TCRP Report 184: Maintenance Technician Staffing Levels for Modern Public Transit Fleets, identifies existing tools and practices used to determine optimum maintenance technician staffing levels and provides an analysis of variables that influence maintenance technician staffing needs. The report also documents the research team’s development of an MS Excel-based Maintenance Staffing Calculator, a tool for managers of transit agencies of any size to use in estimating the optimal number of bus maintenance staff to meet current maintenance needs. It may also be used as a predictive tool, to determine staffing needs during the vehicle procurement process. The Maintenance Staffing Calculator is designed to help maintenance managers (1) breakdown staff by location or sub-fleet; (2) adjust raw employee numbers to full time equivalents and available productive hours using information on current technician staffing, other employees contributing to maintenance, breaks, vacations, and shift information;(3) calculate preventive maintenance, core maintenance, and unscheduled maintenance task hours required, by sub-fleet; (4) calculate heavy maintenance and repair hours required; (5) model effects on staffing of changes to fleet composition or usage; (6) model effects on staffing of changes to maintenance times or intervals, accounting for overtime required; and (7) compare results to a group of peer agencies. The Maintenance Staffing Calculator, a user guide and a Power Point presentation summarizing TCRP Project E-10 are available on TRB.org by searching for “TCRP Report 184.”
At one time, a simple measurement was used to determine if a transit agency had adequate maintenance technician staff using a basic bus-to-mechanic ratio. If an agency had four or five buses per mechanic it was considered to have an excellent “bus-to-mechanic” ratio. That formula is clearly from a time when engines were less complex, most fleets were using diesel fuel, and computers were not an essential mechanic tool. Today, a computer is as essential as a socket wrench and the number of maintenance technicians needed to maintain a modern fleet can be difficult to measure. The number of maintenance technicians at a transit agency is based on financial constraints, fleet age, annual miles, powertrain type, how much work is outsourced, and a multitude of other key factors. There is no “textbook” formula for maintenance managers to determine the optimum ratio of maintenance technicians for their fleet size, as the number varies tremendously between public transit fleets. Many public transit buses are in service well beyond the FTA minimum requirement of 12 years, 500,000 miles. Transit agencies replacing buses are faced with significant leaps in technology over the past 6 to 12 years and now can purchase clean diesel and hybrid engines, and choose among various alternative fuels--all of which require highly skilled technicians. In addition, today’s new engines require preventive maintenance every 3,000 miles, half the rate of the older, simpler engines. With new labor-intensive engines, various fuel types, highly sophisticated electronics, and an increase in preventive maintenance frequencies, many maintenance managers realize they need to hire additional staff. The results of this research provides a resource to help maintenance managers evaluate staffing requirements to maintain an aging, high-mileage fleet or to transition into new technology hybrid or battery-powered engines.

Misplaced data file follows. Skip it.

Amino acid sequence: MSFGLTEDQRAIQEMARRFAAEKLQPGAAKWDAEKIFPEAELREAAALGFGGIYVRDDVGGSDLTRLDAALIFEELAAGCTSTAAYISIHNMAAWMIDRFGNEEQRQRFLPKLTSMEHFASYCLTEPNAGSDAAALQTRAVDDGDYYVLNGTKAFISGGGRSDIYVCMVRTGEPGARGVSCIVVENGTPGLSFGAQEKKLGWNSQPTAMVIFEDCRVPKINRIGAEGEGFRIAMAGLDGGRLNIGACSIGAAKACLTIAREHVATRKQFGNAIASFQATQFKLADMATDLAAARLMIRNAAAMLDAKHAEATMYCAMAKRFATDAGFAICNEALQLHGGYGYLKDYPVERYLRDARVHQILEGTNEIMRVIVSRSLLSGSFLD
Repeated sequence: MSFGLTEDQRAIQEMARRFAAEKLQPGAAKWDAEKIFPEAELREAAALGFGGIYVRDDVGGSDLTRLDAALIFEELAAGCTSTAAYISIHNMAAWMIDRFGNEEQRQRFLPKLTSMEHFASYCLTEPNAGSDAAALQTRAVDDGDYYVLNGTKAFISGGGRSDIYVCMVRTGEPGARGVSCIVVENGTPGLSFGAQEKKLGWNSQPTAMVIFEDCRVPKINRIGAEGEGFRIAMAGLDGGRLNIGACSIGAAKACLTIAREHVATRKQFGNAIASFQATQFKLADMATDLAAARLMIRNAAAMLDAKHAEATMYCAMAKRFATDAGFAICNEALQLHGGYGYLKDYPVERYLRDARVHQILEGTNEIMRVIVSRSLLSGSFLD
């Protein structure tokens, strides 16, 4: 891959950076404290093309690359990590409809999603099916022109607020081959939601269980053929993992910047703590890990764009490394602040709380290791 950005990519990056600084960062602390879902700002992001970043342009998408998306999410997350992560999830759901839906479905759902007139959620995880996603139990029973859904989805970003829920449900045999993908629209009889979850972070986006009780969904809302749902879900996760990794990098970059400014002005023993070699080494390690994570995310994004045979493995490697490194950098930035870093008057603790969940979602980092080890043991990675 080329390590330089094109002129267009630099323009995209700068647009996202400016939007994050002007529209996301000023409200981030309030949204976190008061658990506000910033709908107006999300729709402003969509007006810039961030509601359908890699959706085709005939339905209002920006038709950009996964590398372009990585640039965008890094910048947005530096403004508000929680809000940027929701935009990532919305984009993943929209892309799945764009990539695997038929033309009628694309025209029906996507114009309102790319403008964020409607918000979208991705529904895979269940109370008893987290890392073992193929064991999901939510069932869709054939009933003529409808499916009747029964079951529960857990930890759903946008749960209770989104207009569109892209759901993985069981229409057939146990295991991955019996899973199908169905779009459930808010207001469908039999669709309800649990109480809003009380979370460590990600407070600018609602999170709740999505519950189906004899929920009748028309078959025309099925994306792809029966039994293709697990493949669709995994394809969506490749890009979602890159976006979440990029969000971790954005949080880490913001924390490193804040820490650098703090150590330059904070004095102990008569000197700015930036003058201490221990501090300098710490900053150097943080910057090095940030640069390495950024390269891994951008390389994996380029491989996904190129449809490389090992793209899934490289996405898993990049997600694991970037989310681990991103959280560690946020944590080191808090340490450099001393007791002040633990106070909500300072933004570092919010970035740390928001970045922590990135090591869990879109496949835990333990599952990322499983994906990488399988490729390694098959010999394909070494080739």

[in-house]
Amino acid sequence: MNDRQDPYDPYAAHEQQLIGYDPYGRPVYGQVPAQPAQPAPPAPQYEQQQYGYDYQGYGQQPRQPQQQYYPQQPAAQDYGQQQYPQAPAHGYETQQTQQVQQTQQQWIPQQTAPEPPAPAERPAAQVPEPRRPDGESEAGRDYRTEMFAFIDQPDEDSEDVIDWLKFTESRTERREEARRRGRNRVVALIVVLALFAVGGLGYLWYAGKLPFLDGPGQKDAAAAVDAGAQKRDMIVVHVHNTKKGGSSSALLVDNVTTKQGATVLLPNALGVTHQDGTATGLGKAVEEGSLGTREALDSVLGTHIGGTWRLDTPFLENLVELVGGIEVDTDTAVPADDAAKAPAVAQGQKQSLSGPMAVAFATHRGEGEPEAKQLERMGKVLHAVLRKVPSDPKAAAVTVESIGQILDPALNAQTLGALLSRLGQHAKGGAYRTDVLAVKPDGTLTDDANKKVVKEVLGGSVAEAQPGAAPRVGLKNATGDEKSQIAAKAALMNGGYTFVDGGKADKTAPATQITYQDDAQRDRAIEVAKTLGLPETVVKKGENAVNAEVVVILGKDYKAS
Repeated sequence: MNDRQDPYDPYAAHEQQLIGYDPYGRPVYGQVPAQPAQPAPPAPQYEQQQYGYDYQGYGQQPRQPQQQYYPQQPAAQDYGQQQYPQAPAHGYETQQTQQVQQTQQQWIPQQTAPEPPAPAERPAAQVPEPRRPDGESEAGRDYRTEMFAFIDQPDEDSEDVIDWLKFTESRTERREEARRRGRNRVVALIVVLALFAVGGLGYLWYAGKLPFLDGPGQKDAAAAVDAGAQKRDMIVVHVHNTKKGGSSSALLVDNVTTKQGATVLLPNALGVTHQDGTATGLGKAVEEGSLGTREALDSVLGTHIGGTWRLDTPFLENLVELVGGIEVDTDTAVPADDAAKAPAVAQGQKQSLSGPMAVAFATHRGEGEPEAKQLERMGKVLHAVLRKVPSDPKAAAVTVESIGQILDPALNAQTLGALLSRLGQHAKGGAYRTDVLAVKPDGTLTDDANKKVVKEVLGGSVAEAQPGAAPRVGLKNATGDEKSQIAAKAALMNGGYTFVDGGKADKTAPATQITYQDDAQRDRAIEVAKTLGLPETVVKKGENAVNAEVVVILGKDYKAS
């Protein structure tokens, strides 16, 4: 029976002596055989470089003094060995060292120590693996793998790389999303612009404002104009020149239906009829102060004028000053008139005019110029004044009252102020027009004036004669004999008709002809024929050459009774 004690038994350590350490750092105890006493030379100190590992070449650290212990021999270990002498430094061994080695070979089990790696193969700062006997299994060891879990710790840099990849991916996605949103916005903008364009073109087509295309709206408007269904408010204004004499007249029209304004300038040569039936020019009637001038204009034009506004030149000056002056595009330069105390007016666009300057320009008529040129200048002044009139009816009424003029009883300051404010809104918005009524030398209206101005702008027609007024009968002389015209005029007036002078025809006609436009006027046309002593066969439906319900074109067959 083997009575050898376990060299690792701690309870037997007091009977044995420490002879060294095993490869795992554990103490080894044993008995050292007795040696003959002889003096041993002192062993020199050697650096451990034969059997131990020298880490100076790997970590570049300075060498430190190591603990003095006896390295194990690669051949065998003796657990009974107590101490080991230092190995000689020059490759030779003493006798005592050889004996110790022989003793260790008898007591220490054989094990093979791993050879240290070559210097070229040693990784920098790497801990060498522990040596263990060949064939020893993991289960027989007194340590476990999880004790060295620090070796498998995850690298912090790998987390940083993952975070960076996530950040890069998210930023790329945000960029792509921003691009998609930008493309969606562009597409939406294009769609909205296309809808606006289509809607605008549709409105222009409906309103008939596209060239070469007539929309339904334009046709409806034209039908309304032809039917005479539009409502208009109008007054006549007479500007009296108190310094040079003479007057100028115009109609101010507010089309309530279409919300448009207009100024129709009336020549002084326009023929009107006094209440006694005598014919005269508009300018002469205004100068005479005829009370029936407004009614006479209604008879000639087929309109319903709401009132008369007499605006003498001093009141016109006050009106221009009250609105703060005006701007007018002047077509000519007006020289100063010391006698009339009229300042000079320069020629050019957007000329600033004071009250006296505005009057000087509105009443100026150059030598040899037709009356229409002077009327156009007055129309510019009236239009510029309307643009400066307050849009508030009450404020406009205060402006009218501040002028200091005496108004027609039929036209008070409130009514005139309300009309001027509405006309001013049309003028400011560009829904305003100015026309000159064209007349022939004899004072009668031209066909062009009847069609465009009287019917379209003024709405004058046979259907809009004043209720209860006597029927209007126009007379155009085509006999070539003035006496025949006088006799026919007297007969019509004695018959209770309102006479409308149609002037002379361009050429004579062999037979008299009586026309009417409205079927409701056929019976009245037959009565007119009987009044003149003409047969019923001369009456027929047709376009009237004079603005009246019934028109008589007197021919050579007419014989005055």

EDSI Consulting prepared this report under TCRP Project E-10. The primary objective of this research was to produce an interactive staffing tool for use in determining optimum maintenance technician staffing levels for small, medium, and large public transit bus and other revenue fleets. To accomplish this objective, a review of fleet and staffing data from 321 transit agencies in the National Transit Database were analyzed and 2 rounds of in-depth interviews with transit agencies were conducted to identify main factors driving technician staffing levels.
In addition to these data gathering efforts, the research team developed the Maintenance Staffing Calculator and MS-Excel-based tool to help transit systems of various sizes determine the optimum number of maintenance technicians required to maintain a modern public transit fleet.
TRB’s Transit Cooperative Research Program (TCRP) Report 184: Maintenance Technician Staffing Levels for Modern Public Transit Fleets identifies existing tools and practices used to determine optimum maintenance technician staffing levels. The report also provides an analysis of variables that influence maintenance technician staffing needs.
STATUS: Completed. Published as TCRP Report 184.
TCRP Report 184 resources available online include the following:
* The Maintenance Staffing Calculator User Guide
* The Maintenance Staffing Calculator
* An completed example case showing how the Calculator works
* A PowerPoint presentation providing a summary of the work done under TCRP Project E-10